Dandasana > Paschimottanasana A, B (fingers to big toes, bound hands outside feet) > Purvattanasana > Ardha Baddha Padma Paschimottanasana (half bound lotus with hand outside of foot) > Triang Mukhaekapada Paschimottanasana (resting foot behind, hands bound outside feet) > Janu Sirsanana A, B, C (foot inside thigh, foot under thigh, foot facing down below thigh) > Marichyasana A, B, C, D (hands bound behind bent knee, stretched foot into thigh, rebind outside in, bend knee into bound grip) > Navasana > Bujapidasana > Kurmasana > Supta Kurmasana > Garbha Pindasana > Kukkutasana > Baddha Konasana A, B > Upavista Konasana A, B > Supta Konasana > Supta Padagustasana A, Supta Padagustasana > Ubhaya Padagusthasana > Urdhva Mukha Paschimottanasana > Setu Bandhasana > Urdhva Danurasana

By now you should be ready to cool down, this is an enormous amount of postures and the full sequence can take over 2 hours. Finish with:

Salamba Sarvangasana > Halasana > Karnapidasana > Urdhva Padmasana > Pindasana > Mathsyasana > Uttana Padasana > Sirsanana A > Sirsanana B > Yoga Mudra (double bound lotus) > Padmasana > Utpluthih > Savasana

Now you can take a closing chant, which tend to be very powerful:

svasti prajabhyah paripalayantam nyayena margena mahim mahisah go brahmanebhyah subhamastu nityam lokah samastah sukhino bhavantu

And the practice is concluded.

Adorned Krishna at Patanjali Temple-Bellur India
Adorned Krishna at Patanjali Temple-Bellur India (Photo credit: Keith “Captain Photo” Cuddeback)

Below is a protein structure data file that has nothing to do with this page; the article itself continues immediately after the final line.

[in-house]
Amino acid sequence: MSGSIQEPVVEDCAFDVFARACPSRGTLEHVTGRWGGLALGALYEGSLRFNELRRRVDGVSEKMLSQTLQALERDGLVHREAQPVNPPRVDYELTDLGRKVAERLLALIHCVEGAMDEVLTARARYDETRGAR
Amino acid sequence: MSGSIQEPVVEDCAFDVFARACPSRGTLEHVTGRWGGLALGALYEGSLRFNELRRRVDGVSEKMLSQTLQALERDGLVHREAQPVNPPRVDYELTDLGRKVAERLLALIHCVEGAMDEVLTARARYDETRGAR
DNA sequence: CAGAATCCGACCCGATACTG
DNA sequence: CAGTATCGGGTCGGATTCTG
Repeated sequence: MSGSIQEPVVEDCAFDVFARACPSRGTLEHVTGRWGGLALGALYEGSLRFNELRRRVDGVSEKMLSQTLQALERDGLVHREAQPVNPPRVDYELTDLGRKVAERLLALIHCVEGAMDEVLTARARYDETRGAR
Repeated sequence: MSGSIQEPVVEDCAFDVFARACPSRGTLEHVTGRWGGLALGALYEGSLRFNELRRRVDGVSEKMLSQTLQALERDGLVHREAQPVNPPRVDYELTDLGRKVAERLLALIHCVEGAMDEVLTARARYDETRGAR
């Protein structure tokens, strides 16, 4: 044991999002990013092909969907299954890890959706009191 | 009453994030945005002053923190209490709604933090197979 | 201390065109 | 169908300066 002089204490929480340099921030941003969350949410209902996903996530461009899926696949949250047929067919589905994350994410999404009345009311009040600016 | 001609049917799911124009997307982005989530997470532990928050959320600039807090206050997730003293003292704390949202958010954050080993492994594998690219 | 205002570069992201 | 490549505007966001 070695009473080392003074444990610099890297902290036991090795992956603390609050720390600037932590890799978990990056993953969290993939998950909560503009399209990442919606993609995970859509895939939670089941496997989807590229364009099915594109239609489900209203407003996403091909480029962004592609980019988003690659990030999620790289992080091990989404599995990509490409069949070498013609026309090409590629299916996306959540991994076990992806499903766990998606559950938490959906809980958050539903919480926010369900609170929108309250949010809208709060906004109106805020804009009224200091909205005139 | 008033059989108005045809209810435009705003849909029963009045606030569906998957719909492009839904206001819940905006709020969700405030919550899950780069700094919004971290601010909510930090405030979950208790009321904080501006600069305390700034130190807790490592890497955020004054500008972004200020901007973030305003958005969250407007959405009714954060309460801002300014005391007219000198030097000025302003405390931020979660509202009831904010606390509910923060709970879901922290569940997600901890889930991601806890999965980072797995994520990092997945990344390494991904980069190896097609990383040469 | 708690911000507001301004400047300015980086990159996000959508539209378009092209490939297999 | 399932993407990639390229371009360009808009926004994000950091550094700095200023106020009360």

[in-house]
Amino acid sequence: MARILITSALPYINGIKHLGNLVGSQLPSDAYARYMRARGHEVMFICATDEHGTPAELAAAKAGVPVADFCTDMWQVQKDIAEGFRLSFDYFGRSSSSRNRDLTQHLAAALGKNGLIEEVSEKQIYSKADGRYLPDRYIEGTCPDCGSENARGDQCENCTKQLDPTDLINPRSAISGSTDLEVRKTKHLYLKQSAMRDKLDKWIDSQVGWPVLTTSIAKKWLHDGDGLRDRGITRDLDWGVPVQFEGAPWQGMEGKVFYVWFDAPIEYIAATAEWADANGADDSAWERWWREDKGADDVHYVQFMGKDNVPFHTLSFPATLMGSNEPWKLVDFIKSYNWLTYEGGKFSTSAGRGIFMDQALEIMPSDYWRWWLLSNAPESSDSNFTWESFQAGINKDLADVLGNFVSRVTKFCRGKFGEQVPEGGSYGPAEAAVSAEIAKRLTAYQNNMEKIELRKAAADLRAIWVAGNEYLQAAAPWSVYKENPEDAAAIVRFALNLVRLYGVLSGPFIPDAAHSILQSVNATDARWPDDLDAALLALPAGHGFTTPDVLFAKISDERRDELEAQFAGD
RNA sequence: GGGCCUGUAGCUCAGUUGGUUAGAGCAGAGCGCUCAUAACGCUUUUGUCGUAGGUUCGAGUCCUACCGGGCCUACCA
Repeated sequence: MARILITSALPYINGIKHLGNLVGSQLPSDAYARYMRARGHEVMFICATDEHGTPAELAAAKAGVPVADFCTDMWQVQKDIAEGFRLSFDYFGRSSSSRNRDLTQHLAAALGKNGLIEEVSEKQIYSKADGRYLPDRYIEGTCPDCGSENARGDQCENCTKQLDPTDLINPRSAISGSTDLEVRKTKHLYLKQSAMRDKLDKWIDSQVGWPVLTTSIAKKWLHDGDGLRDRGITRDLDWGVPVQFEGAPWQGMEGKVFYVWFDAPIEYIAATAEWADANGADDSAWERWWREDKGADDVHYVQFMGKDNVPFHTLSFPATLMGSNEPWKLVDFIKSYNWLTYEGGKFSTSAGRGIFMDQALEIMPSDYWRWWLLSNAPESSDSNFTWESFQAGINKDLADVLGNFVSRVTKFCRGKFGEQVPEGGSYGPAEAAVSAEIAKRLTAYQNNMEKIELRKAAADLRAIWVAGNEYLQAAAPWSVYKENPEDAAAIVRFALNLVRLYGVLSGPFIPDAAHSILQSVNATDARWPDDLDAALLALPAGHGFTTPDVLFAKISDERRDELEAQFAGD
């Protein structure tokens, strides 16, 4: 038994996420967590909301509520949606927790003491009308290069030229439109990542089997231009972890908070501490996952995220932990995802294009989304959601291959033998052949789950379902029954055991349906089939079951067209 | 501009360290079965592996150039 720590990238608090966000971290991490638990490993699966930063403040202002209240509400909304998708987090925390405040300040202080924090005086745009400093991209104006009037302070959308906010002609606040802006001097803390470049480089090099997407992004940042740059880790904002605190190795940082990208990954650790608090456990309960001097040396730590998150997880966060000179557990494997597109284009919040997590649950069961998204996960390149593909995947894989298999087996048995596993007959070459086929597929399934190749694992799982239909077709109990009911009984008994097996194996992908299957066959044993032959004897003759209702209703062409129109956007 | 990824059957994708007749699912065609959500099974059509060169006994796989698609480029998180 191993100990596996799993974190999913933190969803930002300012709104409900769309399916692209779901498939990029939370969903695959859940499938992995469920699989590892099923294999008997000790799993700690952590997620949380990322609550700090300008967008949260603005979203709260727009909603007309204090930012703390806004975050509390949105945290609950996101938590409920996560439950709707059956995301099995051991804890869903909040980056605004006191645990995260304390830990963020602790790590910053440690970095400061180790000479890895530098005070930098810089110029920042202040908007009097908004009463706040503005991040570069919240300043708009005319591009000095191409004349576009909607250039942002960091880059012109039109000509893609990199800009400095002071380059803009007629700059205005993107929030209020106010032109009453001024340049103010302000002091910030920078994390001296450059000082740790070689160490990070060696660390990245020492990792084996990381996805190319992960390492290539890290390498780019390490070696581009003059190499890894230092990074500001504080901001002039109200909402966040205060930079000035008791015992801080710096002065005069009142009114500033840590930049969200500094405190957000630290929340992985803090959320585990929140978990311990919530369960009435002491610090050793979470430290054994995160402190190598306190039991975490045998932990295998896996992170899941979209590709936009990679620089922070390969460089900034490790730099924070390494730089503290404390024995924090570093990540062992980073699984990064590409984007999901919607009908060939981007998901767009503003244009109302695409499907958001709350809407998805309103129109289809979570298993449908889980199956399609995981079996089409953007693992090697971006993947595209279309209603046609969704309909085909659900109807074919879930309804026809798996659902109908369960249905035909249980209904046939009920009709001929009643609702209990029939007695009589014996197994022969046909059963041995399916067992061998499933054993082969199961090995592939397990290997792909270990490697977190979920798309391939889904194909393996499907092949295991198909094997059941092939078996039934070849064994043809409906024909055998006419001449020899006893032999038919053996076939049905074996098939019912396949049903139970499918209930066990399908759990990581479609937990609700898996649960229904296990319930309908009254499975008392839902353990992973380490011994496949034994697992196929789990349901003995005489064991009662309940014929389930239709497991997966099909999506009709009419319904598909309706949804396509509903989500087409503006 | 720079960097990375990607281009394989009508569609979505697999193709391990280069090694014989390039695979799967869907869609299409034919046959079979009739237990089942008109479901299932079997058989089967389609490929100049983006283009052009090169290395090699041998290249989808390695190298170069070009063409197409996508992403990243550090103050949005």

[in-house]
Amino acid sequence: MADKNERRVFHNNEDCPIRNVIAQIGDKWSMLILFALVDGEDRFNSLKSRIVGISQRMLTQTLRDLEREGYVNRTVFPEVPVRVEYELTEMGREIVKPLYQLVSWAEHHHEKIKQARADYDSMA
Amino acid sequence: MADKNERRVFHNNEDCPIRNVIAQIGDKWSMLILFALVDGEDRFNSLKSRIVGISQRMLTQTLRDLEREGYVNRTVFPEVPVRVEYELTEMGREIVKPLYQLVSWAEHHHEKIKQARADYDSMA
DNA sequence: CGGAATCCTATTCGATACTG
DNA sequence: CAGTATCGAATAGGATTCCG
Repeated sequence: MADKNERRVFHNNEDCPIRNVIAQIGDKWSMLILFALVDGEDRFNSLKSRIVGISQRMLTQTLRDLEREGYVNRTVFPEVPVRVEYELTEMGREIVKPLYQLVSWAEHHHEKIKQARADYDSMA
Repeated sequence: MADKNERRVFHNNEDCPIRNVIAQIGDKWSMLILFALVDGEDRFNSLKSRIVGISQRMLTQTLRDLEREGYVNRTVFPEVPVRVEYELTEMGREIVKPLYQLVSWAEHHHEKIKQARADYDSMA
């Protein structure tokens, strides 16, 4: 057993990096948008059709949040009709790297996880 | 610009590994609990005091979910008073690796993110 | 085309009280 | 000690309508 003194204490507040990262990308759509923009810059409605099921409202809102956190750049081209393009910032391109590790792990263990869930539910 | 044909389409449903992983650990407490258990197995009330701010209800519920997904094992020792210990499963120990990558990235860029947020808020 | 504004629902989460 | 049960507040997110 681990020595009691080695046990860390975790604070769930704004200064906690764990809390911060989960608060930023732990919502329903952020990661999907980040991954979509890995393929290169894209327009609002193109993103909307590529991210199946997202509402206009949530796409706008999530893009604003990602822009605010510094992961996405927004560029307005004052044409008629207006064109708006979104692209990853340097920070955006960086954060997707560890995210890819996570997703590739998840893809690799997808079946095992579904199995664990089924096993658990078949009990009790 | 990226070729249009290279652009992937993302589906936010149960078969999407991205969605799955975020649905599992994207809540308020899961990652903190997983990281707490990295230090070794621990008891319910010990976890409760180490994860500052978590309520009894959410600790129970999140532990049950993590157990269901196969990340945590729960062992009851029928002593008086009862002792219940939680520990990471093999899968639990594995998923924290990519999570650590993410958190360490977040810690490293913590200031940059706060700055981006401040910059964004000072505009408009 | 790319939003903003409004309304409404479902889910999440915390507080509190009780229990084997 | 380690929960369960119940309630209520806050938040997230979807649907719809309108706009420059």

Ashtanga Yoga and the Mysore Style Practice from India

Ashtanga Yoga Founder Krishnamacharya

Ashtanga – My Experiences

(I originally wrote this article before India. I’ve added on section devoted to my experiences in Mysore, India with Saraswathi Jois)

I love Ashtanga. I wish I had a morning Ashtanga practice that I could do every day with a teacher leading, maybe 2 hours. Ashtanga is a system of Hatha (physical yoga) that is extremely challenging and takes a long time to work into. You can tell pretty easily if someone does Ashtanga, just watch them go into plank and lower into chataranga and you’ll know. They don’t shrug their shoulders at all and it looks like they’ve done it a million times and can jump to handstand at any moment. Like a feather. That’s because they have done it a million times and they can jump to handstand at any moment.

Practicing Ashtanga in Mysore, India

In January 2015 I left Sacramento to travel to Mysore, India for three month in one of the poorest and most interesting countries in the world. Mysore is relatively peaceful and is one of the more religious places in all of India.

I arrived in Bangalore and traveled to Mysore over the course of another 7 hour drive. The Jois Shala, where the Ashtanga yoga method is now taught by Patthabhi Jois’ descendants to people that sign up in advanced to study with them.